The Australian Women’s Weekly Royal Covers: A retrospective look back through the decades

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Even if you are not an avid royal watcher, you’ll likely have a swag of memories of the royal family through the years.

The Weekly’s Miranda Herron recalls her grandfather talking of the time he saw the Prince of Wales waving from the back of a train during his 1920 tour of thanks for Australia’s support of Britain during World War I.

Skip forward to 1982 and the wedding of “Charles and Di”. Watching (along with 750 million other people) the TV event with British relatives, one of whom had been a Grenadier Guard, we stood solemnly for the National Anthem, God Save The Queen.

In 1997, Miranda remembers how she was making spag bol in a London flat when she heard Princess Diana had been killed. And on the day of her funeral, walking the desolate streets of a city where every shop was closed for a half-day as a tribute to the ‘People’s Princess’.

In The Australian Women’s Weekly‘s 85th Anniversary Souvenir Edition, which is out now, we take a look at some of the momentous, tragic, joyous, hilarious and rarely seen moments of The Weekly‘s coverage of the royal family.

From the first Weekly issue in June 1933, which featured a young Princess Elizabeth and her grandmother Queen Mary, we hope you enjoy the journey through the decades – plus a sneak peak into the future – and rekindle some of your own royal memories.

The Weekly’s stunning royal souvenir issue is out now!


The latter half of the decade proved a tumultuous time – the death of King George V in 1936 was followed by a constitutional crisis when his son and heir, Edward VIII, abdicated after less than one year on the throne. George VI, Princess Elizabeth’s father, in turn succeeded him, then, three years later, Britain was again at war.

January 1934.

January 1936.

October 1937.

May 1937.


The early part of the decade was marred by war, but with peace came the wedding of Princess Elizabeth and Prince Philip.

That magical event and the birth of their first son, Prince Charles, the following year revived the nation’s spirits.

August 1940: Elizabeth’s mother celebrates her 40th birthday.

May 1947: Elizabeth in a reflective mode, as she comes of age.

November 1947: Before the royal wedding.

November 1947: The Weekly‘s London correspondent Anne Matheson reported that war-torn “London forgets its troubles and wishes the couple joy and happiness.”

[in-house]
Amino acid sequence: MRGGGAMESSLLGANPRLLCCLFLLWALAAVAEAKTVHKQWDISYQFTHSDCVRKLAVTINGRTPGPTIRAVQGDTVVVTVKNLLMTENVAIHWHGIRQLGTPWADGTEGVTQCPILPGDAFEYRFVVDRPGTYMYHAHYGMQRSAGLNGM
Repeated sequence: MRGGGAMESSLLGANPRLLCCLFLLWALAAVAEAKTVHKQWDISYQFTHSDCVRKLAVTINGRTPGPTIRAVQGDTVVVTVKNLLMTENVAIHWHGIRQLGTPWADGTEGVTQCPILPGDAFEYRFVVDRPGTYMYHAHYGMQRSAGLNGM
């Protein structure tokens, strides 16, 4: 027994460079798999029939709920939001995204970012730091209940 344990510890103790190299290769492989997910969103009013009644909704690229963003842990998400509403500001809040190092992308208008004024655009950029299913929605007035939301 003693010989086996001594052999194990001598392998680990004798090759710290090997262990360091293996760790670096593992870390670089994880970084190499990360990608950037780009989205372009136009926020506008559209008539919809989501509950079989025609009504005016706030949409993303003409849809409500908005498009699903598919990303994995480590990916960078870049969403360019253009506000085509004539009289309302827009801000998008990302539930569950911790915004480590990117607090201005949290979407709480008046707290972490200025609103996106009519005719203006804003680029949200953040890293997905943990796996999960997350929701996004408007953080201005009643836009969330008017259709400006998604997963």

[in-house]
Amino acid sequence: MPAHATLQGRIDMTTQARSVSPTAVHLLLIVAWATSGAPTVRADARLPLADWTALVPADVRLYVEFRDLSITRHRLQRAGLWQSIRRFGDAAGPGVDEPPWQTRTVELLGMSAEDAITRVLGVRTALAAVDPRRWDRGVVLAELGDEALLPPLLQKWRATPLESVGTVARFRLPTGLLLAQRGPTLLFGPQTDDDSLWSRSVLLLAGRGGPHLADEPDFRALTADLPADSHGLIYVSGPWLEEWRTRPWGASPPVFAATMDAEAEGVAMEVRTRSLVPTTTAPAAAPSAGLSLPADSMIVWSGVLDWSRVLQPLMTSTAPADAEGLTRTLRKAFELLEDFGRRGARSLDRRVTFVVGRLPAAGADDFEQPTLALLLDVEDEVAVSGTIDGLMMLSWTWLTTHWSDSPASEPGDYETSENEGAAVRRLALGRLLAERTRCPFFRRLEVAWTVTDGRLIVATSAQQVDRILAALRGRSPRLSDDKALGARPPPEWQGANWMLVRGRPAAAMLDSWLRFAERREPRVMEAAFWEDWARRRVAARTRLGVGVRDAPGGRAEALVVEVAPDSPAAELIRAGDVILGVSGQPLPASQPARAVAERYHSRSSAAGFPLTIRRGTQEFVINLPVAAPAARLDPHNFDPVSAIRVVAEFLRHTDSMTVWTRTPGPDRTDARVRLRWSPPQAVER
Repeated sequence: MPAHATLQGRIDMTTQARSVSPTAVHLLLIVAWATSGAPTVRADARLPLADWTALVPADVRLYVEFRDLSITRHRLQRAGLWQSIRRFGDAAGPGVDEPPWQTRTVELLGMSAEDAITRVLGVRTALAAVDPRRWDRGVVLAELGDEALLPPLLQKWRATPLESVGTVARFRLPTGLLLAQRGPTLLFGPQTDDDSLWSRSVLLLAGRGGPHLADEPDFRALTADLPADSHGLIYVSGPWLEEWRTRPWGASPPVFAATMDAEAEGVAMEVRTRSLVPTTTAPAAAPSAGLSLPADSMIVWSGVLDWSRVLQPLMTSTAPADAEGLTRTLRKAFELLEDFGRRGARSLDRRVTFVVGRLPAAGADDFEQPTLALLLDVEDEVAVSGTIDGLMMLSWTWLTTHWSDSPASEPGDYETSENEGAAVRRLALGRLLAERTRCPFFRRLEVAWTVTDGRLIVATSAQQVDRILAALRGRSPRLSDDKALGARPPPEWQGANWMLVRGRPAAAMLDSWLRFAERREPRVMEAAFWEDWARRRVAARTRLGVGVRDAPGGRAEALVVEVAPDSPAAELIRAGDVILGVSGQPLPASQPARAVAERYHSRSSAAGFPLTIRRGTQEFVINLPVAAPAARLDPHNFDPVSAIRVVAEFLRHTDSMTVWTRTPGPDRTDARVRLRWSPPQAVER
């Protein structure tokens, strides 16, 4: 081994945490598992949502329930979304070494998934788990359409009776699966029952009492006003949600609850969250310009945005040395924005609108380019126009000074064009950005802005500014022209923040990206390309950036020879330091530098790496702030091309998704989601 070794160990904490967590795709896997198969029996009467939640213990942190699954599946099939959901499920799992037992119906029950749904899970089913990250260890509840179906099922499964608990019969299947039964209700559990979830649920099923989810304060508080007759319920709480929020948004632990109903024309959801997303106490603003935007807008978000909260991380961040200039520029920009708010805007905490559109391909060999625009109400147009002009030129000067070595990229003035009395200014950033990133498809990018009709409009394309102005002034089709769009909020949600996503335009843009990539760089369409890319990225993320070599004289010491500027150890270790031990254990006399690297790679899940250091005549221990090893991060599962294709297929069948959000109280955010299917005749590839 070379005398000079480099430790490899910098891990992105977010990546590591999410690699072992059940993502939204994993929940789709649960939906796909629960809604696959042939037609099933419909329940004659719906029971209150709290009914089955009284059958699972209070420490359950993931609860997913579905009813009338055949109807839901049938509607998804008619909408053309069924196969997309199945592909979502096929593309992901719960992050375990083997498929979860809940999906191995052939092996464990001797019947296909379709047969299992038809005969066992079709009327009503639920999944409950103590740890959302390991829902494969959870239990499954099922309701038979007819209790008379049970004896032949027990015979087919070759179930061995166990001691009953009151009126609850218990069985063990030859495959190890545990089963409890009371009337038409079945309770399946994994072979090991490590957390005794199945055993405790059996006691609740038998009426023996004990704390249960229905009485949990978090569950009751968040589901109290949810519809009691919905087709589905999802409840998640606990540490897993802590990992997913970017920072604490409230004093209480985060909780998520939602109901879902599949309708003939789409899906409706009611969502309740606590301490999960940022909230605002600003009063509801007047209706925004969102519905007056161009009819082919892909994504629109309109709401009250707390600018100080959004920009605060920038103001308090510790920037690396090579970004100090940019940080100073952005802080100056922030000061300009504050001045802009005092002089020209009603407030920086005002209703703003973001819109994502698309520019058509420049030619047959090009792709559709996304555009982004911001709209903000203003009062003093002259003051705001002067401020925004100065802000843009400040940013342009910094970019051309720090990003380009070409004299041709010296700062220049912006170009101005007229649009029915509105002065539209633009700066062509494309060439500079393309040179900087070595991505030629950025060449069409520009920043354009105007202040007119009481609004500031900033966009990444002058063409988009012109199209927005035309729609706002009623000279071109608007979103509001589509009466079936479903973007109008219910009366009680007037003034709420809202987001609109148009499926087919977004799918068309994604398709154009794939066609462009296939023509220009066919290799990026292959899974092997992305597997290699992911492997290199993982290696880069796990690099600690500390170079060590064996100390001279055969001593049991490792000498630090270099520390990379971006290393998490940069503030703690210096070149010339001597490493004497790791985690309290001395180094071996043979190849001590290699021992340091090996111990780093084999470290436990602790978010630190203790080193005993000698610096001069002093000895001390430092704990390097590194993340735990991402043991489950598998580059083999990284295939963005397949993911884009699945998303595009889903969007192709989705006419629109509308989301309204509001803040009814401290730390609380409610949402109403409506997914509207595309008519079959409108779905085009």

January 1948: “This week’s cover is a fine color [sic] study of Princess Elizabeth and the Duke of Edinburgh.”

January 1949: A portrait of Elizabeth and Philip was completed just before Charles’ birth, painted by Margaret Lindsay Williams.

February 1949: Prince Charles was born in November 1948. Here, Elizabeth poses with the newest royal heir at his christening.

June 1949: The “latest portrait” of Elizabeth and a cheekily grinning Charles, held by a radiant 23-year-old Elizabeth.


The 1950s signalled generational change – soon after the 25-year-old Princess Elizabeth became Queen, Prime Minister Winston Churchill resigned.

Despite having two small children, the new monarch spent months touring the Commonwealth, at a time when many countries were striving towards independence.

June 1953: Celebrating The Weekly‘s 20th anniversary, staff artist Bonar Dunlop painted this portrait of the Queen at her coronation.

February 1954: Bonar Dunlop also painted this “imaginary scene” on Sydney Harbour on the arrival for the SS Gothic, carrying the Queen and the Duke of Edinburgh.

May 1955: This portrait of the Queen in Order of the Garter robes is the work of Italian painter Pietro Annigoni – commissioned by the Fishmongers’ Company.

June 1958: The Weekly cover asks, “Does the Queen work too hard?” We reported that, determined to protect her health, Cabinet may act to reduce her duties.


The Swinging Sixties saw Britain transformed from genteel black and white to technicolor.

The royal family maintained traditions – the Queen was still touring the Commonwealth – but it was also showing a more relaxed side of the monarchy at home.

Two more additions to the royal family arrived, with Prince Andrew on February 19, 1960, and Prince Edward on March 10, 1964.

April 1960: “Queen Elizabeth proudly holds her second son, Prince Andrew Albert Christian Edward.”

February 1961: Queen Elizabeth, “smiling radiantly” at the start of the royal tour of India and Pakistan, wearing a “soft blue flower hat”.